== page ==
Ministry intensifies campaign to enforce Covid jab measures
The government will kick off an intensified campaign tomorrow, to enforce measures barring Kenyans who have not received the Covid jab from accessing services. According to Health Cabinet Secretary (CS), Mutahi Kagwe, the enforcement would be conducted simultaneously with a mass drive to vaccinate more people.
In a renewed effort, Kagwe said the government would still enforce the measures, which he said had started bearing fruit. “We are aware that over the last couple of weeks, we are now seeing a continued decline in the positivity rate, hospitalisations and fatality rates because of the measures we took,” he said.
Kagwe stated that casualties of the Covid-19 attack in the last couple of weeks have essentially been persons who have not been vaccinated.
“We don’t know where the next wave is going to come from. But what we do know for sure, is that if we fully vaccinate our people to reach about 90 per cent of the population, we will see reduced infections and fatalities,” Kagwe said.
At the moment despite Kenya holding on to over 20 million doses of Covid vaccines, the country is doing badly in terms of vaccinations at about 20 per cent, the CS noted. “
That’s not enough and it is dangerous. Effective, this week we are launching a mass countrywide vaccination campaign during which we shall enforce the measures we announced late last year,” he stated.
He said the new campaign is informed by the opportunity that the country has an avalanche of vaccines waiting to be used. “We will now go intensively to vaccinate our people in readiness for whatever else is coming,” he stated, cautioning that going forward the government doesn’t expect to follow Kenyans around to ensure that they are vaccinated.
“However, you will see that there will be checks starting from Thursday; more intensified checks in relation to the measures. It is good for Kenyans to appreciate that you don’t need to see policemen forcing people to do things they are supposed to do voluntarily,” he added.
The government announced in November that it would require people to show vaccination certificates from December 21 to access in-person government services, including hospitals, schools, tax and immigration offices.
But High Court Judge Antony Mrima suspended the order pending the hearing of a case filed by a businessman; who termed the directive “tyrannical” and a gross violation of the Constitution.
Though the judge did not lift the orders yesterday when the case came up for hearing, Kagwe did not specify whether the government will ignore Justice Mrima’s suspension of the directive until the matter is heard and determined.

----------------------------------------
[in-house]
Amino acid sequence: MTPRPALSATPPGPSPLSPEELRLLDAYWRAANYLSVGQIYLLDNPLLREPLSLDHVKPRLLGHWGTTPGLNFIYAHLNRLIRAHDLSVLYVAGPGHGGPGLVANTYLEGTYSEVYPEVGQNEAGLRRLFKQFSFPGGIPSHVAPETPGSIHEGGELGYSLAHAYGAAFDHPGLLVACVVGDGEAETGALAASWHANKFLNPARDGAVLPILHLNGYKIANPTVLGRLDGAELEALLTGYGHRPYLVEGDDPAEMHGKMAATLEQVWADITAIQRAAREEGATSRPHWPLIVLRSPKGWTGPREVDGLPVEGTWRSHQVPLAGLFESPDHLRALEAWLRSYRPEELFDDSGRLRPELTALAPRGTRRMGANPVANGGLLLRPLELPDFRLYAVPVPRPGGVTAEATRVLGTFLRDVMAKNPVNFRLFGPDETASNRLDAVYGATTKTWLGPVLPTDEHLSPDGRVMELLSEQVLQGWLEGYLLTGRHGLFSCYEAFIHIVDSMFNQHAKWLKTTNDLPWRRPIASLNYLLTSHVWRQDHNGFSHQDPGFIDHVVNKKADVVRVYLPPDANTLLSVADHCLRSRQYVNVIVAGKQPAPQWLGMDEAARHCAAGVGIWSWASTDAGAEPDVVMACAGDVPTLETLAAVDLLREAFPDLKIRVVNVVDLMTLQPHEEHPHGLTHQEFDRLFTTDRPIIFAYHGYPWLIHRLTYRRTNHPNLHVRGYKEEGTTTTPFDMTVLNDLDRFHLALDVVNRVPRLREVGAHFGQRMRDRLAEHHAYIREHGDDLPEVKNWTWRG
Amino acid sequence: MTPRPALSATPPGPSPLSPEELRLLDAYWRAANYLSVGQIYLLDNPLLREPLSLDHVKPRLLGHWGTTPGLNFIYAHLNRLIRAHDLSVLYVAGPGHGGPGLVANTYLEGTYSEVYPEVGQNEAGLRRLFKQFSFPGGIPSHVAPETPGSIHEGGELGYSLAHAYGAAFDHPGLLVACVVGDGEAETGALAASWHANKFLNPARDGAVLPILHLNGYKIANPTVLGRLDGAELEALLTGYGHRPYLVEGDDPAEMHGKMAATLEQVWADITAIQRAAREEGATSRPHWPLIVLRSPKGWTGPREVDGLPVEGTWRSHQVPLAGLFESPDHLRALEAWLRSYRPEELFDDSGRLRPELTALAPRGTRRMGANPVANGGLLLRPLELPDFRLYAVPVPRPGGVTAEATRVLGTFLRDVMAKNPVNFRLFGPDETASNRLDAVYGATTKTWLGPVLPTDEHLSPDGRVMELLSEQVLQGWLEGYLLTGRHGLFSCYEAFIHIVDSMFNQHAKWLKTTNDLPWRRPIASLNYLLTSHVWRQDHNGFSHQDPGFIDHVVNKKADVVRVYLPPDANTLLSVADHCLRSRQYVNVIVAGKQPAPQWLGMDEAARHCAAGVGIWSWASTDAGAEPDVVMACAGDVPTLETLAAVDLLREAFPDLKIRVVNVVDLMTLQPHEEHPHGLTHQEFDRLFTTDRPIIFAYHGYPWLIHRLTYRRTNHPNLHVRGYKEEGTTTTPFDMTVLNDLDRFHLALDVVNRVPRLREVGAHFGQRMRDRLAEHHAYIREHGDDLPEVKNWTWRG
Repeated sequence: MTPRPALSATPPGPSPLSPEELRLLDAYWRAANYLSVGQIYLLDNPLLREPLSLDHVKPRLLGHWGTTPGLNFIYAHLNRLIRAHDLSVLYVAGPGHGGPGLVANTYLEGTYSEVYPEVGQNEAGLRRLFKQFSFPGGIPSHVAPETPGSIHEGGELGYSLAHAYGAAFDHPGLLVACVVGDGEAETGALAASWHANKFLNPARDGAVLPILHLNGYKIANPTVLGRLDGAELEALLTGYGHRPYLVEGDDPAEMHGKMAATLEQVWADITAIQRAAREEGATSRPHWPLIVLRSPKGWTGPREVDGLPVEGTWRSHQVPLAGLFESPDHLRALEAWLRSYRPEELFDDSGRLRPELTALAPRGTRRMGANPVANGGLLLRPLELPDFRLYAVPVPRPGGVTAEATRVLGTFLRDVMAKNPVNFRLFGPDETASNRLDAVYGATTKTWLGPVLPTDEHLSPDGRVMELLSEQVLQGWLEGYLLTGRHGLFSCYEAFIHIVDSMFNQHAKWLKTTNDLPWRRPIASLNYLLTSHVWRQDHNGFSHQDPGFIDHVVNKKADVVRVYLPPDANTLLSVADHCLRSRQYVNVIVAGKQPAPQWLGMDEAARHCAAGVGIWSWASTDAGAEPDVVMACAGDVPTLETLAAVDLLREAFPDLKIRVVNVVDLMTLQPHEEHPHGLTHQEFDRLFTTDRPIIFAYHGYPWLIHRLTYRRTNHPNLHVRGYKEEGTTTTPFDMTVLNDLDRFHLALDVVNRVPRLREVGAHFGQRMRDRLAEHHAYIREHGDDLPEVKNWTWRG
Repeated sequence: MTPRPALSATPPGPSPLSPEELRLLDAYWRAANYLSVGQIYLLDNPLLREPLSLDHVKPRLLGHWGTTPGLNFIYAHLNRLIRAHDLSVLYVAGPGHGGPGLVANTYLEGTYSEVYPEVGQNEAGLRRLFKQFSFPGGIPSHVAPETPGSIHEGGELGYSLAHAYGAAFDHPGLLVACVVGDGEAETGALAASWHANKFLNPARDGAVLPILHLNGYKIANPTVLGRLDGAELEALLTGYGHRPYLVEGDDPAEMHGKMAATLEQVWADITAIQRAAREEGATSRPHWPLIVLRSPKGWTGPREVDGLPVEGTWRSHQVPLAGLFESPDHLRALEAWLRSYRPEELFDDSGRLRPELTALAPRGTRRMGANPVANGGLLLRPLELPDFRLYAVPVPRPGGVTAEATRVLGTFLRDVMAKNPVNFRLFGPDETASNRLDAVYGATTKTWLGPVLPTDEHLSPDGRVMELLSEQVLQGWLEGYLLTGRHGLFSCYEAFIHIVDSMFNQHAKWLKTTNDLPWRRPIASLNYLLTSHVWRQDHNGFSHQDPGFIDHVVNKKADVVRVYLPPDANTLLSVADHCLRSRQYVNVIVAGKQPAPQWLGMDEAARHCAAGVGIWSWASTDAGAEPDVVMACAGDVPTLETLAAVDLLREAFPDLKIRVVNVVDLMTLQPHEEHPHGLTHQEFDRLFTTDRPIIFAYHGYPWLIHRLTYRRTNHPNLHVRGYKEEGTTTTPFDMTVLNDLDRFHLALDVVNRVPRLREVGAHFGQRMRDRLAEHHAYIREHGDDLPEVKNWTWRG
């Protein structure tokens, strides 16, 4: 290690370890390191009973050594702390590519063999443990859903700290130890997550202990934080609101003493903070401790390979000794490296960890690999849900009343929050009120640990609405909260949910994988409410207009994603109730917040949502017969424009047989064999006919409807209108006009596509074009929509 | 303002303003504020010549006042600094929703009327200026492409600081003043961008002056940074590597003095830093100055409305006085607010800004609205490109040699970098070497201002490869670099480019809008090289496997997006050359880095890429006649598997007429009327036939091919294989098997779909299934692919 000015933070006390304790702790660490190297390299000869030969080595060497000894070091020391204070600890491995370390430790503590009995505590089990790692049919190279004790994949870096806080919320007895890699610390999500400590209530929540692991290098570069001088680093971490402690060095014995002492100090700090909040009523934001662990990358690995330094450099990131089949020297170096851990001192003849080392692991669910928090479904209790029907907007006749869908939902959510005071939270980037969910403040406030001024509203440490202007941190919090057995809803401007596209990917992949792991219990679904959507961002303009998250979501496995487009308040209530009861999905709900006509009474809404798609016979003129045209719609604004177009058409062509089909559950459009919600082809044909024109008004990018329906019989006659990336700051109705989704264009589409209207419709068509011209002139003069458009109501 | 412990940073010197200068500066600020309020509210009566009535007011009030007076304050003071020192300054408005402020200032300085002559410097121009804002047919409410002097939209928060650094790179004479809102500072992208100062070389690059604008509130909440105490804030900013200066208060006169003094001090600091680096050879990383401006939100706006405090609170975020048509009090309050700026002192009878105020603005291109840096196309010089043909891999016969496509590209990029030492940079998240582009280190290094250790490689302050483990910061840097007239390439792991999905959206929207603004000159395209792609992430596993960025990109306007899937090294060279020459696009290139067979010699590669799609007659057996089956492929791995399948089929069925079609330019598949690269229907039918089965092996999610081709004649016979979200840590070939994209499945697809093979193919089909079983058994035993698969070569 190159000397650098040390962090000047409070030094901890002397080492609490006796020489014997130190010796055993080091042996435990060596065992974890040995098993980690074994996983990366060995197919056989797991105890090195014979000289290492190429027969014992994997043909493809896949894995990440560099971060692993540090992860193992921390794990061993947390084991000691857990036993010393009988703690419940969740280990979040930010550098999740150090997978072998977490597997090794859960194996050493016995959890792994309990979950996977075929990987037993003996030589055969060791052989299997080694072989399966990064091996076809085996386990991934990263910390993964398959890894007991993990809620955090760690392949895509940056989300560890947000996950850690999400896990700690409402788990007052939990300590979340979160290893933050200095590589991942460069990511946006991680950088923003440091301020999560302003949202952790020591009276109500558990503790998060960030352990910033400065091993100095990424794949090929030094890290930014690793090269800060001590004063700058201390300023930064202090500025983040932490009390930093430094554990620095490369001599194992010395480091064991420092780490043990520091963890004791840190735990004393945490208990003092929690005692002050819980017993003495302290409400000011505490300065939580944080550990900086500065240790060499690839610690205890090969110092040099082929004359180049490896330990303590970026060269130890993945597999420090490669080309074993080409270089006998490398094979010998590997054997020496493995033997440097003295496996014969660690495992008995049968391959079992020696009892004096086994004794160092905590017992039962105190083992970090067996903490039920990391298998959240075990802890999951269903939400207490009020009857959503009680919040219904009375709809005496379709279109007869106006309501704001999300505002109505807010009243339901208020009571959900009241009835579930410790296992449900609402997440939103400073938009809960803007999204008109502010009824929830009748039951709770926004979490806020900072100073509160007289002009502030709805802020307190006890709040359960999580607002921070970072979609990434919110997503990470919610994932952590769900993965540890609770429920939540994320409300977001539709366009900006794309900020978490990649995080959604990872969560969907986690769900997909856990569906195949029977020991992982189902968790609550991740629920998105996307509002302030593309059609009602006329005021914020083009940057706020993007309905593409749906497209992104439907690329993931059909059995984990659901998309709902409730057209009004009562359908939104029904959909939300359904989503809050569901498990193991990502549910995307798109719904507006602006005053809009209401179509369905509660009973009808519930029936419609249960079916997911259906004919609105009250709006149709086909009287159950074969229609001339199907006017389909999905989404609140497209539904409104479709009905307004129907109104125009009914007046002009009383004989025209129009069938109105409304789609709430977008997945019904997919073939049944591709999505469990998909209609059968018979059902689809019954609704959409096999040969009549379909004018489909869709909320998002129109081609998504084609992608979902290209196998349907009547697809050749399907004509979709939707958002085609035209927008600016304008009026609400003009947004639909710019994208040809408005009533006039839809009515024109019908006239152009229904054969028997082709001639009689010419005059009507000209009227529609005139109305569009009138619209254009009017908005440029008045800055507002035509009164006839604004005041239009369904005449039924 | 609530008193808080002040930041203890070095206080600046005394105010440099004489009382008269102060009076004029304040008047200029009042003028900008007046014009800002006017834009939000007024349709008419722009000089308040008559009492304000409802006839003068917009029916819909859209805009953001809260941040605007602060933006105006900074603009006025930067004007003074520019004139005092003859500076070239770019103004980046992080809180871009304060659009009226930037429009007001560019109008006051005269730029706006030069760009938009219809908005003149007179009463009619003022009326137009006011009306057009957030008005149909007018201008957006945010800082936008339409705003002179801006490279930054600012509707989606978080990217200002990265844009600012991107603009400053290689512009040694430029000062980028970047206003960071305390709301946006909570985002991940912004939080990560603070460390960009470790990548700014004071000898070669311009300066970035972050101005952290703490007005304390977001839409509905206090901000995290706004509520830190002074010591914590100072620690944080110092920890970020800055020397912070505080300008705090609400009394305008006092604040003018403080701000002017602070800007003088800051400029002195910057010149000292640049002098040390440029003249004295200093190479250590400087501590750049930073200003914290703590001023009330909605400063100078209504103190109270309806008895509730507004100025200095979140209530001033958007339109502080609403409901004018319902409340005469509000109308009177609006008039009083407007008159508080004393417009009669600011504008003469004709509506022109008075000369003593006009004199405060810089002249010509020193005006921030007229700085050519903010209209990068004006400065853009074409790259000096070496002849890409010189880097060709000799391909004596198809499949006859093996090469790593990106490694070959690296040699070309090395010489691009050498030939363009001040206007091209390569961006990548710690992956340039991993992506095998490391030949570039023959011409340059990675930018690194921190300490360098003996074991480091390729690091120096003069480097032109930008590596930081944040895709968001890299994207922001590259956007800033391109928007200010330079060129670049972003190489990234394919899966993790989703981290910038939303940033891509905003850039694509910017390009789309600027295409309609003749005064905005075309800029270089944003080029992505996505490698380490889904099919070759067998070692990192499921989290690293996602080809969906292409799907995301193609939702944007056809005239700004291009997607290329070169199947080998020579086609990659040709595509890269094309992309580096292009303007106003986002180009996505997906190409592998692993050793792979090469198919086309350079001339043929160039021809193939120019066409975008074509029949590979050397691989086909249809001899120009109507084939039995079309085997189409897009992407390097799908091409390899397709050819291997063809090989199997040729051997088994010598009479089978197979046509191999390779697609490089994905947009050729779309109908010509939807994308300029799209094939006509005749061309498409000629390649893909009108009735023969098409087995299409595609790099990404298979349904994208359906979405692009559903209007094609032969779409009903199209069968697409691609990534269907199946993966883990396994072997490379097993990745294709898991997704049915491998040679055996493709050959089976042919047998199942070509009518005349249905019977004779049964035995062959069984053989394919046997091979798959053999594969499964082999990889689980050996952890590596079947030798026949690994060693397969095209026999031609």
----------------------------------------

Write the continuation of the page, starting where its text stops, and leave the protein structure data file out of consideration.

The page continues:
Speaking at the Kenya Medical Training College (KMTC) main campus, Kagwe said the country has over 20 million doses of Covid-19 vaccines that need to be utilised before they expire.
“It is the responsibility of every Kenyan to be safe. It is not the government’s responsibility to follow them around to ensure they adhere to measures meant for their good,” he stated.
Kagwe was launching the English language training programme for slightly over 300 nurses, who are expected to join the UK’s health workforce towards the end of the year. Kagwe said the government expects the public to fully comply with certain pronouncements, particularly those aimed at ensuring their safety.
Own responsibility “For instance, when we announce that people won’t access government services because they have not been vaccinated, we expect everyone to take their own responsibility,” he said.
On November 21, 2021, Kagwe and his Tourism counterpart Najib Balala, announced that the government would withhold services for the yet to be vaccinated Kenyans.
He said those who fail to get vaccinated would be denied access to public transport and hotels, national parks and game reserves.
“Proof of vaccination will be required in the following settings: all organised events, including weddings, funerals, receptions, organiserd parties, conferences, sports, trade fairs and workshops,” the CS said shortly before Christmas festivities.
This had earlier prompted some Kenyans to petition for a court order to stop implementation of the measures. Justice Mrima made the ruling on December 14, in an application by city lawyer Harrison Kinyanjui, who stated that the directive was against the law as vaccination should be voluntary.